A day into Rodney Wheeler’s murder trial earlier this year, the defense team unearthed a piece of game-changing information: The state had failed to produce potentially exculpatory evidence – a 2016 email from the lead detective to the lead prosecutor that showed the state’s eye witness had failed to accurately identify Mr. Wheeler, contradicting the detective’s probable cause certification.
King County Superior Court Judge John Erlick declined to dismiss the case, but his ruling on the defense’s motion to do so was nonetheless scathing.
He found the state had engaged in “gross mismanagement” by failing to turn over the email, noted the “absolute necessity” of supplying such information to the defense, and criticized the state for “inexcusably” failing to do so. He also agreed with the defense that the state’s failure to disclose resulted in “severe and significant prejudice to the defendant as he was denied the opportunity for his counsel to properly prepare for his case,” and ruled that the statement made by the eyewitness to the lead detective regarding an identification was inadmissible.
Two months later, after deliberating only a few hours, a jury at the Maleng Regional Justice Center found Mr. Wheeler not guilty of second degree murder and second degree assault. Matt Sanders, one of his defense attorneys, wept at the verdict. So did Mr. Wheeler.
“I went into public defense because there are a lot of Black people in jail who shouldn’t be,” said Matt, who, like Mr. Wheeler, is African-American. “I thought, if I could prevent one of them from going to prison, maybe I will have accomplished something in life. Maybe I will have made a difference.”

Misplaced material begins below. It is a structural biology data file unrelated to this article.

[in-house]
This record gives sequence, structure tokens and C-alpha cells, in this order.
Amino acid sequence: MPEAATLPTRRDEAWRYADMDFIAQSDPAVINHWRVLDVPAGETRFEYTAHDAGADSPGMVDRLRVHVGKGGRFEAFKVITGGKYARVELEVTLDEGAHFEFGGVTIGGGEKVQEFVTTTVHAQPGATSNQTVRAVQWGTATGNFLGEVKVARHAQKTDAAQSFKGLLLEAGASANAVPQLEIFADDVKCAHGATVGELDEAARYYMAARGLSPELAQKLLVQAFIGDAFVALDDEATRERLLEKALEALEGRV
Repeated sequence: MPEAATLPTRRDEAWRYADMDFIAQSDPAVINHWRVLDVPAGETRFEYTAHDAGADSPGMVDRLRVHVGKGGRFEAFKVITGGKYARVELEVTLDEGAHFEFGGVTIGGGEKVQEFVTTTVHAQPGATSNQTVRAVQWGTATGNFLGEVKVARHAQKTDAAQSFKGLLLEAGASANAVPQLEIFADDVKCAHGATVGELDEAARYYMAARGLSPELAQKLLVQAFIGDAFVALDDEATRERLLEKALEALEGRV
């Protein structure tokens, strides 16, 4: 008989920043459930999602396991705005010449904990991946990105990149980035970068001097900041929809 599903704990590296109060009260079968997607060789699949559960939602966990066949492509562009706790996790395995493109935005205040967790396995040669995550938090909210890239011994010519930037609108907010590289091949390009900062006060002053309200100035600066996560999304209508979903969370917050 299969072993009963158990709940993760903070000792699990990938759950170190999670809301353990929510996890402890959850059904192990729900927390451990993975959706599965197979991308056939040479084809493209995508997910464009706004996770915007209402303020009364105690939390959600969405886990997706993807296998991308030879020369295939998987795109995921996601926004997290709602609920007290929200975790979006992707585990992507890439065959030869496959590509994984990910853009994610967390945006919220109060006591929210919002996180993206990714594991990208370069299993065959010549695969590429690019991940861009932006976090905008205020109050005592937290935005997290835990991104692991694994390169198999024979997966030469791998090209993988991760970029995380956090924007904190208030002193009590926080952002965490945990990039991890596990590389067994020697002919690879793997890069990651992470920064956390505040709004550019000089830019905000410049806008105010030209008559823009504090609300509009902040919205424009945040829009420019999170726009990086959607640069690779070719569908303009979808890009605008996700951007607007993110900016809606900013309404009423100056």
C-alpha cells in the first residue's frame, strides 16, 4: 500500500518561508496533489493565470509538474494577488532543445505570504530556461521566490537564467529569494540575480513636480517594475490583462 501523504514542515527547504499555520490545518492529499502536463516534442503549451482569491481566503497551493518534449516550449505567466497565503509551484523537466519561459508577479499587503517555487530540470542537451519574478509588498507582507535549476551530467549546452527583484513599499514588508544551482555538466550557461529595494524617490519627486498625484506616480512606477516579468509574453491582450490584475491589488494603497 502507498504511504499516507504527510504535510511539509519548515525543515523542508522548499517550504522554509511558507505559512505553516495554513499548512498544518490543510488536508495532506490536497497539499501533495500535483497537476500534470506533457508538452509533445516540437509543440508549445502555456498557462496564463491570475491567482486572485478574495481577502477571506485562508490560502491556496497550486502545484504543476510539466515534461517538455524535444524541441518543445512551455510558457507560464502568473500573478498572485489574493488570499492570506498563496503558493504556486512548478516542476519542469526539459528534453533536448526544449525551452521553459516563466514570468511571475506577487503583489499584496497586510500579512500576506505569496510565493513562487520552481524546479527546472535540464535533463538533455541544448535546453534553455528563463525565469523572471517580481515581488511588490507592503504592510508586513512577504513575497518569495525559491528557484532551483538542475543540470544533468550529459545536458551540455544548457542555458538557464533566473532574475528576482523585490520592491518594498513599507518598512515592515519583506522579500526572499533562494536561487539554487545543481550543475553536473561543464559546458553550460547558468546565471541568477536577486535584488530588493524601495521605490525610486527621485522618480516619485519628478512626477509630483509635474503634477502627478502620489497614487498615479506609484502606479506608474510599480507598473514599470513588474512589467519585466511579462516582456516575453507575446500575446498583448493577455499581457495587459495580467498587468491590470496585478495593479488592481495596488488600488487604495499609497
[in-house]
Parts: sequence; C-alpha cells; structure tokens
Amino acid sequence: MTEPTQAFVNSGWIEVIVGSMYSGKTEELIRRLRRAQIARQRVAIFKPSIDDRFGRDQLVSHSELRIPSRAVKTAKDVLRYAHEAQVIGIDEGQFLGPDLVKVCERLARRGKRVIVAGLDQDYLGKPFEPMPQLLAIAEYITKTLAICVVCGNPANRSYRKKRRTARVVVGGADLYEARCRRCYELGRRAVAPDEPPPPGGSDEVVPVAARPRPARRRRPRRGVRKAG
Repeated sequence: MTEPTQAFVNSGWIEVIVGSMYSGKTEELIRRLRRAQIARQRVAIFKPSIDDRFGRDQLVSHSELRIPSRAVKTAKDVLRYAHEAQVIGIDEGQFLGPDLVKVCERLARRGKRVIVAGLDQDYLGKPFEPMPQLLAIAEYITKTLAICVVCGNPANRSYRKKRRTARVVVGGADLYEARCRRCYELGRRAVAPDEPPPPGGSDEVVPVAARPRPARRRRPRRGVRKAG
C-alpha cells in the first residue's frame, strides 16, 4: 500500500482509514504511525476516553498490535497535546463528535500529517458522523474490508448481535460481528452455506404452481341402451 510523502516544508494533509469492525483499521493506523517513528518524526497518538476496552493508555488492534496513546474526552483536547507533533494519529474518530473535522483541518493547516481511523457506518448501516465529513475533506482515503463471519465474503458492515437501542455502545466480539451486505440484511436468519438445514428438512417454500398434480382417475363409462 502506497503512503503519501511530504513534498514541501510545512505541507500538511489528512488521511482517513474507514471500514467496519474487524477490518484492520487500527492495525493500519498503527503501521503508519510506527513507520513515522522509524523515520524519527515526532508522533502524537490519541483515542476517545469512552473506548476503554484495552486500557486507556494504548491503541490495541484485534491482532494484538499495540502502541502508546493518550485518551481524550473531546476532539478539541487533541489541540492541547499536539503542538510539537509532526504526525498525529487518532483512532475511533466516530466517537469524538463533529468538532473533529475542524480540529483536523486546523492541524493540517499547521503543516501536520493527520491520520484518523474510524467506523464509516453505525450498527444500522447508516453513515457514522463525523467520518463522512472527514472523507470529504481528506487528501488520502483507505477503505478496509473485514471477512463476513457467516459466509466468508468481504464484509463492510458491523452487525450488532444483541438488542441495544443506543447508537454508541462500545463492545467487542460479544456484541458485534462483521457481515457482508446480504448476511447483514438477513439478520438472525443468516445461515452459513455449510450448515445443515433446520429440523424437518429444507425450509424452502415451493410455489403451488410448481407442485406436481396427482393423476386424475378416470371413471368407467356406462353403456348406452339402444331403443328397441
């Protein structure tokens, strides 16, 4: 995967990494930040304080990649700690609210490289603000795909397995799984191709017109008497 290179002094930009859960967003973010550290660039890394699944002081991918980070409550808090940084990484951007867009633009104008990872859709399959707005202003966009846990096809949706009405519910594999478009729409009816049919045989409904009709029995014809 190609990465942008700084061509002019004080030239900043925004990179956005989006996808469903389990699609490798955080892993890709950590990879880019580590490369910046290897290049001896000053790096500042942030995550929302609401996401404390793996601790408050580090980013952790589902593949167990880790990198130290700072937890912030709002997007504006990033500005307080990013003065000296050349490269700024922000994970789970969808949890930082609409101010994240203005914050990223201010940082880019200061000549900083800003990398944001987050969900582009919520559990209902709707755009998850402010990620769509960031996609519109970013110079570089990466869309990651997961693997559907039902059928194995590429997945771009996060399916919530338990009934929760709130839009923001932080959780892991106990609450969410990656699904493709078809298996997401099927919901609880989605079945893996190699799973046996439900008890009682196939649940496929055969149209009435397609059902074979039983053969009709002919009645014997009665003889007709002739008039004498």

Deborah Wilson, co-counsel on the case, was also emotionally overcome when the jury announced its verdict. Like Matt, she believed deeply in Mr. Wheeler’s innocence. “I don’t know how I would have dealt with it if we had lost,” she said.
The case came to Deb and Matt – both public defenders at DPD’s Associated Counsel for the Accused Division – in 2017, nearly a year after Mr. Wheeler had been charged and sent to jail, held on a $1 million bail. He had scraped together over $20,000 to hire a well-known Seattle defense attorney, who appeared to do very little for him during that year, Matt said. By the time they met him in jail, Mr. Wheeler was skeptical and discouraged.
Mr. Wheeler had been charged in the murder of Justin Love, a 28-year-old construction worker from Oregon who was staying at the Motel 6 in SeaTac; Mr. Love was shot and killed on Aug. 31, 2016, after an altercation in the motel parking lot. From the beginning, Mr. Wheeler said he was innocent.
Matt and Deb quickly got up to speed, a well-paired team who won Mr. Wheeler’s respect and admiration even as they formed a bond with him. Deb, a former investigator who is highly organized, was able to keep track of the many disparate pieces of information, creating lists of all the key issues they needed to pursue. Matt was the one who would stay up all night, writing briefs in support of new motions after each new and often surprising twist in the case. They both worked long hours and nearly every weekend.